In the Eye of the Beholder?
Parent-Observer Discrepancies in Parenting and Child Disruptive Behavior Assessments
This study examined parent-observer discrepancies in assessments of negative child behavior and negative parenting behavior to shed more light on correlates with these discrepancies. Specifically, we hypothesized that informant discrepancy between observers and parents on child behavior would be larger when parents reported high levels of negative parenting (and vice versa) because high levels of these behaviors might be indicators of negative perceiver bias or patterns of family dysfunctioning. Using restricted correlated trait–models, we analyzed cross-sectional observation (coded with the Dyadic Parent-Child Interaction Coding System) and survey data (Eyberg Child Behavior Inventory and Parenting Practices Interview) of 386 Dutch parentchild dyads with children aged 4–8 years (Mage = 6.21, SD = 1.33; 55.30% boys). Small associations between parent-reported and observed child and parenting behavior were found, indicating high discrepancy. In line with our hypothesis, this discrepancy was higher when parents self-reported more negative parenting or more negative child behavior. Parent-observer discrepancy on negative child behavior was also predicted by child gender. For boys parents reported higher levels of negative child behavior than were observed, but for girls parents reported lower levels of negative child behavior than were observed. These findings suggest that informant discrepancies between observers and parents might provide important information on underlying, problematic family functioning and may help to identify those families most in need of help.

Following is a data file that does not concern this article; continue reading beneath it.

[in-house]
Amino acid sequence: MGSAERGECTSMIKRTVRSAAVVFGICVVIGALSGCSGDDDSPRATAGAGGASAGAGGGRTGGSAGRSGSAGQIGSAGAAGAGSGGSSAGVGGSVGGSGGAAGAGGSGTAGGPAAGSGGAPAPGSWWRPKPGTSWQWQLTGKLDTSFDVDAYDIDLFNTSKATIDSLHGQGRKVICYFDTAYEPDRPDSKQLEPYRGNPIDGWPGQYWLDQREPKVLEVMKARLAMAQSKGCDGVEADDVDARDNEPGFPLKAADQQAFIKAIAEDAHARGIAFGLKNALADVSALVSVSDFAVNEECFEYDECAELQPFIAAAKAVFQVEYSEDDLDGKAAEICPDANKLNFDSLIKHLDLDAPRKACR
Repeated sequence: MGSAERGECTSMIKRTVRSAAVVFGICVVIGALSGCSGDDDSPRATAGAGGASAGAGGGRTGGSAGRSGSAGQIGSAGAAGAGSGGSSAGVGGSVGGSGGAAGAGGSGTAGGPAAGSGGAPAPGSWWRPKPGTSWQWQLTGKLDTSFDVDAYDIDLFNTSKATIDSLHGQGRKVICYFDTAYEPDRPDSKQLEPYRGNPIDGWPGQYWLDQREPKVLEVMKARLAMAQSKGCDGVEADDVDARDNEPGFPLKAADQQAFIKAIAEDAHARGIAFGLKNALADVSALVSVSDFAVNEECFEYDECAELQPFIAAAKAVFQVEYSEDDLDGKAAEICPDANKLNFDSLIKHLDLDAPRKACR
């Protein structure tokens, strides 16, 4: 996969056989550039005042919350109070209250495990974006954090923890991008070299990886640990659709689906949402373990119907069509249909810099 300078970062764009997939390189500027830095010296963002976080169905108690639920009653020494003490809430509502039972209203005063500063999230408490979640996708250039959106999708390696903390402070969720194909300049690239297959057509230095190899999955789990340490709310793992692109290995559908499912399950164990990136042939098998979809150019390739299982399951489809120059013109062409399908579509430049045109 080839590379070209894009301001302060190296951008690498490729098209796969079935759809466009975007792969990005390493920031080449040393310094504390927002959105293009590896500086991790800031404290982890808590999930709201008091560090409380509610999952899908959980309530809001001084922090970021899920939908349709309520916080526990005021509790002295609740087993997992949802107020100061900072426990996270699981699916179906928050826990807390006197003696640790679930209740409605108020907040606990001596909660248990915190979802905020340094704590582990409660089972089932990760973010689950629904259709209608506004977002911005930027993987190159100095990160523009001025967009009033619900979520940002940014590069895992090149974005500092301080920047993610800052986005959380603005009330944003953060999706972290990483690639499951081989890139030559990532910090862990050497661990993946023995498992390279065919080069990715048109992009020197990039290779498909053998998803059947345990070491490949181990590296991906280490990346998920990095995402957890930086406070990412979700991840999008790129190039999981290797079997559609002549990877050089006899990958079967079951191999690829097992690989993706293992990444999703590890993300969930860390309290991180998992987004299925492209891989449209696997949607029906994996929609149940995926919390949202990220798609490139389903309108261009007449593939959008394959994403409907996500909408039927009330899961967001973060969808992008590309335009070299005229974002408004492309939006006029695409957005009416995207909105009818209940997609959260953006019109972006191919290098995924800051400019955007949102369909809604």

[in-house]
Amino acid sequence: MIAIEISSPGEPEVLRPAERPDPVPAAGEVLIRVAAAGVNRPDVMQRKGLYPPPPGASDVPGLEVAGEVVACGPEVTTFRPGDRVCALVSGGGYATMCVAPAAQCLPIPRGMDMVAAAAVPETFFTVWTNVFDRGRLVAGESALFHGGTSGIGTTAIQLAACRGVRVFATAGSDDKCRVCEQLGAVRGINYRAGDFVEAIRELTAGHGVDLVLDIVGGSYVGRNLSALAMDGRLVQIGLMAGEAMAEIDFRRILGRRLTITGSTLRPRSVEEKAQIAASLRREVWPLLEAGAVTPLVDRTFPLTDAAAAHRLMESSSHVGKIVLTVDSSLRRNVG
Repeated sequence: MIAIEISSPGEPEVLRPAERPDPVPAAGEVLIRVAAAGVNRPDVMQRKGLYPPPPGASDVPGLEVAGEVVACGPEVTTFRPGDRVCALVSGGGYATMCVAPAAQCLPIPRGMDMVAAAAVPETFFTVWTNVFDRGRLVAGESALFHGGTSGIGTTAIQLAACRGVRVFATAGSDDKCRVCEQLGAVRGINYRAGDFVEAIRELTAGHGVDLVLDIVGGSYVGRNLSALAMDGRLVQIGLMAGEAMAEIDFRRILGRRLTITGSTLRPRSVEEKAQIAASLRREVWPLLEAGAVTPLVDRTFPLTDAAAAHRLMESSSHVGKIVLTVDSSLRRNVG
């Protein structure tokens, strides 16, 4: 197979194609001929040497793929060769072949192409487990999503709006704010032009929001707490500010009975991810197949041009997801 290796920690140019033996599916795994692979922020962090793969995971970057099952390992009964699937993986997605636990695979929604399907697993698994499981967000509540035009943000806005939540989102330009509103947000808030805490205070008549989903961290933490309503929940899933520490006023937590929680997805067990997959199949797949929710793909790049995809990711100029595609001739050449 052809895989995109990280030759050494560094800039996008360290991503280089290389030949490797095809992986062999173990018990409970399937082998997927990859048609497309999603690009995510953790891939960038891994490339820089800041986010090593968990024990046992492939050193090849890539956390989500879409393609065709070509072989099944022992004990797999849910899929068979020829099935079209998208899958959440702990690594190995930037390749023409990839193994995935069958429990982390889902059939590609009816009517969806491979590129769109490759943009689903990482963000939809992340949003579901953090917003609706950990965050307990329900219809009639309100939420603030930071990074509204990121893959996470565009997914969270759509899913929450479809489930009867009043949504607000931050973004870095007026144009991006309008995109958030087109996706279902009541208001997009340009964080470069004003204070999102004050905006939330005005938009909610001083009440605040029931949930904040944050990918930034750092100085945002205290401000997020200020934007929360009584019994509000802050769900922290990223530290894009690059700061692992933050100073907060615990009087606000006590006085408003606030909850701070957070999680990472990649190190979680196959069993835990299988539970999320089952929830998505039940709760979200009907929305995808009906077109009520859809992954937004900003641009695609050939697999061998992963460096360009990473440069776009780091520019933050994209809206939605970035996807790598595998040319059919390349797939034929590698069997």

|Keywords||Childhood . Externalizing problems . Multi-informant discrepancies . Parenting|
|Persistent URL||dx.doi.org/10.1007/s10802-017-0381-7, hdl.handle.net/1765/122506|
|Journal||Journal of Abnormal Child Psychology|
Moens, M.A, Weeland, J, Van der Giessen, D, Chhangur, R.R, & Overbeek, G.J. (2018). In the Eye of the Beholder?. Journal of Abnormal Child Psychology. doi:10.1007/s10802-017-0381-7